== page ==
Deutsche Bank analysts sent round a note on Thursday saying that Greece is “suffering a new exodus” of finance, as capital floods out of the crisis-hit country.
In the last six months, during which time it became clear that there would be an election and the previous centre-right government was replaced with the anti-austerity Syriza party, a huge chunk of people with money in Greece have been looking for the exits.
Here’s how it looks:
Greece’s financial account (which comprises things like direct investment and reserves) has plunged by more than 25% of GDP in six months. Those flows are pretty much evenly driven by foreign and domestic investors, both of which are heading in the same direction: Anywhere but Greece.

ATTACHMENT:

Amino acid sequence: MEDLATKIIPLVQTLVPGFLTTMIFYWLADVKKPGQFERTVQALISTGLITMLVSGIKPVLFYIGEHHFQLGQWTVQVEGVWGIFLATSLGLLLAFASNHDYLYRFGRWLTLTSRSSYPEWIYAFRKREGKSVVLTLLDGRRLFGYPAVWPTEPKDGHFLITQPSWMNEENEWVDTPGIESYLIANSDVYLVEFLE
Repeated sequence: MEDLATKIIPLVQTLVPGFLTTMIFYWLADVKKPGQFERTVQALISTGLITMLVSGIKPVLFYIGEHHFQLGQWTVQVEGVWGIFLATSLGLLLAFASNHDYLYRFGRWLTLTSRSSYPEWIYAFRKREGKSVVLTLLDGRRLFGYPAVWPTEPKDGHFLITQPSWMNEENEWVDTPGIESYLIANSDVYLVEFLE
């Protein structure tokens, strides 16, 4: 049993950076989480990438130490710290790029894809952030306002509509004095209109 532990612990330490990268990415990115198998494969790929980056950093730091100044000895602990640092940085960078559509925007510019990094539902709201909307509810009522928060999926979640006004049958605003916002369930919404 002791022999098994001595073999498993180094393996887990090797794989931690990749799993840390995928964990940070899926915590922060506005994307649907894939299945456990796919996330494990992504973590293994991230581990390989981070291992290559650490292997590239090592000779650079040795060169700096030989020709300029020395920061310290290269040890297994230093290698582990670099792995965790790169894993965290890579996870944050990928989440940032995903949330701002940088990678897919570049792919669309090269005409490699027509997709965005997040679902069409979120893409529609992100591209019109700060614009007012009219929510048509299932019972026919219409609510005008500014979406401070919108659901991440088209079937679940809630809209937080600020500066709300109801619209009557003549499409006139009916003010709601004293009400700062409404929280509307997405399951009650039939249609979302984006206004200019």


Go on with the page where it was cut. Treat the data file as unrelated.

In the three months to February alone, Greece lost €45 billion ($US51.09 billion, £32.46 billion) in private finance. The relative steadiness of Greece’s private financial account since 2012 has been lost completely:
Here’s a snippet of the note, discussing just how much worse the Greek figures are than any other part of southern Europe:
The capital flow movements in Greece are altogether more negative in composition. Both foreign and domestic monies are leaving Greece. In the last 3 months (to February), EUR24bn of foreign private flows and EUR21bn of domestic private flows have exited Greece.